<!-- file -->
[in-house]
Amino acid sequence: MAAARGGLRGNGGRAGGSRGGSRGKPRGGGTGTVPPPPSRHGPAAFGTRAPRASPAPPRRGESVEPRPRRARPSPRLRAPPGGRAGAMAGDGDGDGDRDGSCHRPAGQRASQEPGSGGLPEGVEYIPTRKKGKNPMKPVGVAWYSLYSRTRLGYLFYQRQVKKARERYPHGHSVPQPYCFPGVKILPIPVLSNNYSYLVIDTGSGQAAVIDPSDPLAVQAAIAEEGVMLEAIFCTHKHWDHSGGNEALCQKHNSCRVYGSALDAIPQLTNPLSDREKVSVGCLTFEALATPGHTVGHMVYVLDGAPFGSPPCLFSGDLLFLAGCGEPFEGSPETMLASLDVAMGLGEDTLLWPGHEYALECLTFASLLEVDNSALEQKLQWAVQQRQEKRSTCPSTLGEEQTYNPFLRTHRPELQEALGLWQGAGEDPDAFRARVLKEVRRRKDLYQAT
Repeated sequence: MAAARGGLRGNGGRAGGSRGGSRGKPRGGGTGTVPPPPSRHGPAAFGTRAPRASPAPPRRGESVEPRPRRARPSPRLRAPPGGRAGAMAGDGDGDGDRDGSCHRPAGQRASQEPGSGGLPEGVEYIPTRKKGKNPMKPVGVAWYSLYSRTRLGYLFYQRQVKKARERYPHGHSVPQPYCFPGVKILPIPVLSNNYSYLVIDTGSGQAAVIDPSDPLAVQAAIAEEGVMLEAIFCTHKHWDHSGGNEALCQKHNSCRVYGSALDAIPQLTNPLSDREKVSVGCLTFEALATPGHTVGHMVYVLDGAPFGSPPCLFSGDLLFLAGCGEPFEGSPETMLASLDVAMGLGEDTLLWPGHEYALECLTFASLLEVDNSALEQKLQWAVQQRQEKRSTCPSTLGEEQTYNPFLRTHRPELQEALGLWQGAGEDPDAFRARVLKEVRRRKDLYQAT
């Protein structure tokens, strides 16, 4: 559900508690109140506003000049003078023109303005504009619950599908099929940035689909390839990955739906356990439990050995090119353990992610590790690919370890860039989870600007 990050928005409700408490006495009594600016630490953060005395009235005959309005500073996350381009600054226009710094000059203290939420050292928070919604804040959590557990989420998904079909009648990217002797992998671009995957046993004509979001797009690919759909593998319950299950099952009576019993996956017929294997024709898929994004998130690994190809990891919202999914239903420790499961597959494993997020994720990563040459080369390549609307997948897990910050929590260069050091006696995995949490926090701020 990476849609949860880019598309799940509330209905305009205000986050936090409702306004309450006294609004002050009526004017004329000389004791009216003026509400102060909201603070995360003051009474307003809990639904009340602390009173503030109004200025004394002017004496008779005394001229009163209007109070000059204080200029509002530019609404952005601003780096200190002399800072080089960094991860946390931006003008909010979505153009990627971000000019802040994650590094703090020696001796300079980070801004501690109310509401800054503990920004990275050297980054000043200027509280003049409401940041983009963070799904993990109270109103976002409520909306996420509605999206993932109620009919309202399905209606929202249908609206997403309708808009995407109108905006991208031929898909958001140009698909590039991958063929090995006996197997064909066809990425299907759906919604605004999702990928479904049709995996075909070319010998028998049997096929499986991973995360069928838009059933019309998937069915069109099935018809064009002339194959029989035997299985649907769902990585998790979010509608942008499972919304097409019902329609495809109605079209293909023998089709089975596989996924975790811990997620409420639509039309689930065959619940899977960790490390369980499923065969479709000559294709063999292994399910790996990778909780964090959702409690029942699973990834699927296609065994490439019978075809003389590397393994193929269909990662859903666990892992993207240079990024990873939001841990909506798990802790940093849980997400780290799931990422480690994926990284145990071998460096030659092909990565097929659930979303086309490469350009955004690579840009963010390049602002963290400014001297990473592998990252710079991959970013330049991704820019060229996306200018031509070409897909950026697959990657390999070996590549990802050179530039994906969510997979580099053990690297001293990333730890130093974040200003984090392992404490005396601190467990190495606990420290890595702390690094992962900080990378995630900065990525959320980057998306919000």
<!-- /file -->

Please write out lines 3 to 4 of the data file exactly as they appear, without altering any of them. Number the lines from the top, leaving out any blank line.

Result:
Repeated sequence: MAAARGGLRGNGGRAGGSRGGSRGKPRGGGTGTVPPPPSRHGPAAFGTRAPRASPAPPRRGESVEPRPRRARPSPRLRAPPGGRAGAMAGDGDGDGDRDGSCHRPAGQRASQEPGSGGLPEGVEYIPTRKKGKNPMKPVGVAWYSLYSRTRLGYLFYQRQVKKARERYPHGHSVPQPYCFPGVKILPIPVLSNNYSYLVIDTGSGQAAVIDPSDPLAVQAAIAEEGVMLEAIFCTHKHWDHSGGNEALCQKHNSCRVYGSALDAIPQLTNPLSDREKVSVGCLTFEALATPGHTVGHMVYVLDGAPFGSPPCLFSGDLLFLAGCGEPFEGSPETMLASLDVAMGLGEDTLLWPGHEYALECLTFASLLEVDNSALEQKLQWAVQQRQEKRSTCPSTLGEEQTYNPFLRTHRPELQEALGLWQGAGEDPDAFRARVLKEVRRRKDLYQAT
């Protein structure tokens, strides 16, 4: 559900508690109140506003000049003078023109303005504009619950599908099929940035689909390839990955739906356990439990050995090119353990992610590790690919370890860039989870600007 990050928005409700408490006495009594600016630490953060005395009235005959309005500073996350381009600054226009710094000059203290939420050292928070919604804040959590557990989420998904079909009648990217002797992998671009995957046993004509979001797009690919759909593998319950299950099952009576019993996956017929294997024709898929994004998130690994190809990891919202999914239903420790499961597959494993997020994720990563040459080369390549609307997948897990910050929590260069050091006696995995949490926090701020 990476849609949860880019598309799940509330209905305009205000986050936090409702306004309450006294609004002050009526004017004329000389004791009216003026509400102060909201603070995360003051009474307003809990639904009340602390009173503030109004200025004394002017004496008779005394001229009163209007109070000059204080200029509002530019609404952005601003780096200190002399800072080089960094991860946390931006003008909010979505153009990627971000000019802040994650590094703090020696001796300079980070801004501690109310509401800054503990920004990275050297980054000043200027509280003049409401940041983009963070799904993990109270109103976002409520909306996420509605999206993932109620009919309202399905209606929202249908609206997403309708808009995407109108905006991208031929898909958001140009698909590039991958063929090995006996197997064909066809990425299907759906919604605004999702990928479904049709995996075909070319010998028998049997096929499986991973995360069928838009059933019309998937069915069109099935018809064009002339194959029989035997299985649907769902990585998790979010509608942008499972919304097409019902329609495809109605079209293909023998089709089975596989996924975790811990997620409420639509039309689930065959619940899977960790490390369980499923065969479709000559294709063999292994399910790996990778909780964090959702409690029942699973990834699927296609065994490439019978075809003389590397393994193929269909990662859903666990892992993207240079990024990873939001841990909506798990802790940093849980997400780290799931990422480690994926990284145990071998460096030659092909990565097929659930979303086309490469350009955004690579840009963010390049602002963290400014001297990473592998990252710079991959970013330049991704820019060229996306200018031509070409897909950026697959990657390999070996590549990802050179530039994906969510997979580099053990690297001293990333730890130093974040200003984090392992404490005396601190467990190495606990420290890595702390690094992962900080990378995630900065990525959320980057998306919000």